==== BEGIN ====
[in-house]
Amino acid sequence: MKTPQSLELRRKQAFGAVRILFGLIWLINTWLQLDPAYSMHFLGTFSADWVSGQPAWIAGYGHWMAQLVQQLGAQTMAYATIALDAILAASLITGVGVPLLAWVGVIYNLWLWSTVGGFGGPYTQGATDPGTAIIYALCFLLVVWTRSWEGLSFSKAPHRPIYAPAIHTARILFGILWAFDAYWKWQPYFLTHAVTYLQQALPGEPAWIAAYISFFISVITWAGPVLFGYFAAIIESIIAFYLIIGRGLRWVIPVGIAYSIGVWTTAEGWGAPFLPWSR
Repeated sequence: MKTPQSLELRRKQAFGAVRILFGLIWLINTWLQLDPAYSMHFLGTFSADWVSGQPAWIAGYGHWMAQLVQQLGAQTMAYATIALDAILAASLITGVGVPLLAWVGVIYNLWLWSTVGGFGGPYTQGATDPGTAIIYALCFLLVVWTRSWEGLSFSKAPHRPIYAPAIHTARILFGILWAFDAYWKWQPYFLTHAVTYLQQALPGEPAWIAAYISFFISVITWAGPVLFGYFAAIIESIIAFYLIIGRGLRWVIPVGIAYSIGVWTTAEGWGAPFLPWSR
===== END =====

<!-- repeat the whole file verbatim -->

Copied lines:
[in-house]
Amino acid sequence: MKTPQSLELRRKQAFGAVRILFGLIWLINTWLQLDPAYSMHFLGTFSADWVSGQPAWIAGYGHWMAQLVQQLGAQTMAYATIALDAILAASLITGVGVPLLAWVGVIYNLWLWSTVGGFGGPYTQGATDPGTAIIYALCFLLVVWTRSWEGLSFSKAPHRPIYAPAIHTARILFGILWAFDAYWKWQPYFLTHAVTYLQQALPGEPAWIAAYISFFISVITWAGPVLFGYFAAIIESIIAFYLIIGRGLRWVIPVGIAYSIGVWTTAEGWGAPFLPWSR
Repeated sequence: MKTPQSLELRRKQAFGAVRILFGLIWLINTWLQLDPAYSMHFLGTFSADWVSGQPAWIAGYGHWMAQLVQQLGAQTMAYATIALDAILAASLITGVGVPLLAWVGVIYNLWLWSTVGGFGGPYTQGATDPGTAIIYALCFLLVVWTRSWEGLSFSKAPHRPIYAPAIHTARILFGILWAFDAYWKWQPYFLTHAVTYLQQALPGEPAWIAAYISFFISVITWAGPVLFGYFAAIIESIIAFYLIIGRGLRWVIPVGIAYSIGVWTTAEGWGAPFLPWSR